Venezuelan Christians forced to eat pages of the Bible, have ‘crosses’ etched into their bodies

At least four Christian men recently suffered serious injuries after they were stabbed, forced to eat pages of the Bible, and had “crosses” etched into their skin by eight hooded men, according to a persecution watchdog organization.

The attack by men suspected to be criminals from a drug gang took place at Restoration House in the city of Libertador on Feb. 16, Open Doors reported Friday. Restoration House is a church-led drug rehabilitation center in Venezuela’s Mérida State. 

The charity, which works with persecuted churches in over 60 nations, explained that Christians, who deter people from criminal lifestyles, are often seen as a threat to the illegal activities of drug gangs in Latin America.

“The criminals covered our faces and started to beat and stab us,” a victim was quoted as saying. “They drew ‘X’ on our bodies and forced us to eat the Bible.”

While the four Christians have been discharged from the hospital, one of them remains in poor health due to two broken ribs and injuries to his lungs and head. Two others had casts put on their legs and arms. 

“Weeks before the attack, in the middle of a meeting discussing neighborhood issues, two men said they were going to end the Restoration House because they did not agree with this type of program,” Pastor Dugarte, who founded the center with his wife, told Open Doors.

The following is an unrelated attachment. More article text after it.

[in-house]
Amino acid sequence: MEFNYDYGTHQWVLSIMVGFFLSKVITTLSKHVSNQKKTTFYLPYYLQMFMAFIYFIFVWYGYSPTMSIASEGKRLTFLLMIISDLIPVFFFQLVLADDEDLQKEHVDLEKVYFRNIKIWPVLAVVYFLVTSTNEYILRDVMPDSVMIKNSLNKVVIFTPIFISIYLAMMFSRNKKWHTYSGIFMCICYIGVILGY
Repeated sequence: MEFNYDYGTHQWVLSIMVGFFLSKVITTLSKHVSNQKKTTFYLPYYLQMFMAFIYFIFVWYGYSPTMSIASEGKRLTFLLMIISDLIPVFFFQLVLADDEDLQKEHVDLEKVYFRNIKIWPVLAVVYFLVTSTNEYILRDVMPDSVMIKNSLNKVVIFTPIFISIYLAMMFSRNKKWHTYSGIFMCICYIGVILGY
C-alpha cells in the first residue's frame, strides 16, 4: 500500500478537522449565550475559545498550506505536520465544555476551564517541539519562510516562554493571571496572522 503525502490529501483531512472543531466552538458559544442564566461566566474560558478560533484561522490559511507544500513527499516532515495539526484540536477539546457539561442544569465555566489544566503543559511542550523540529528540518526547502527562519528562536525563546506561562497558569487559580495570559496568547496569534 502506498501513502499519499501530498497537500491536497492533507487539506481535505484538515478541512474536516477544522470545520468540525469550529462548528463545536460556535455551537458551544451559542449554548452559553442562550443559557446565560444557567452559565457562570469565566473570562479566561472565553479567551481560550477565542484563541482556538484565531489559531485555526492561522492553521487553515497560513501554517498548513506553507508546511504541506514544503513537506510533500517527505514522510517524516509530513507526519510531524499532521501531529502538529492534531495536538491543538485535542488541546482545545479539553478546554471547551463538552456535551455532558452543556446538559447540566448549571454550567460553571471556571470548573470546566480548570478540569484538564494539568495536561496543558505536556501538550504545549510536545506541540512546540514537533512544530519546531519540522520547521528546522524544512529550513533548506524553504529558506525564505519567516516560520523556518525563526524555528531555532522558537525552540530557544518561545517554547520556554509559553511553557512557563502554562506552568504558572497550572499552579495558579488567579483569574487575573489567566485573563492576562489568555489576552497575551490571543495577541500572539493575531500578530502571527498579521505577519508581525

Pastor Dugarte remains strong in his faith, and he will carry on with the ministry in the predominantly Roman Catholic country.

Calling for an investigation, the Evangelical Council of Venezuela attributed the attack to “hatred towards religion,” according to Premier Christian News.

“The cutting of crosses into the bodies of these young Christians, and the forced eating of pages of the Bible is deeply disturbing,” Dr. David Landrum, Open Doors UK’s director of advocacy and public affairs, was quoted as saying. 

“This premeditated attack has all the hallmarks of the local ‘collectives’ of the Maduro regime. This shows how Venezuela has become a dictatorial narco-state which is violently opposed to the drugs rehabilitation work of the church.” 

Open Doors noted that while Venezuela is not in its 2021 World Watch List of the top-50 countries where Christians are persecuted, Christian persecution in other parts of Latin America is increasing.

President Nicolás Maduro has been in office since 2013. In 2017, the U.S. Department of the Treasury’s Office of Foreign Assets Control imposed sanctions against Venezuelan government officials and others accused of “undermining democracy in Venezuela.”

“Under Maduro, the Venezuelan government has deliberately and repeatedly abused the rights of citizens through the use of violence, repression, and criminalization of demonstrations,” the department said in a statement at the time. “At his direction, the regime’s security forces have systematically repressed and criminalized opposition parties through arbitrary detention, military prosecution of civilians, and the excessive use of force against demonstrators. Any member of the opposition or critic of the regime risks being detained, imprisoned, assaulted, tortured, and assassinated.”

Maduro’s victory in the 2018 election was denounced as fraudulent by several countries, including the United States.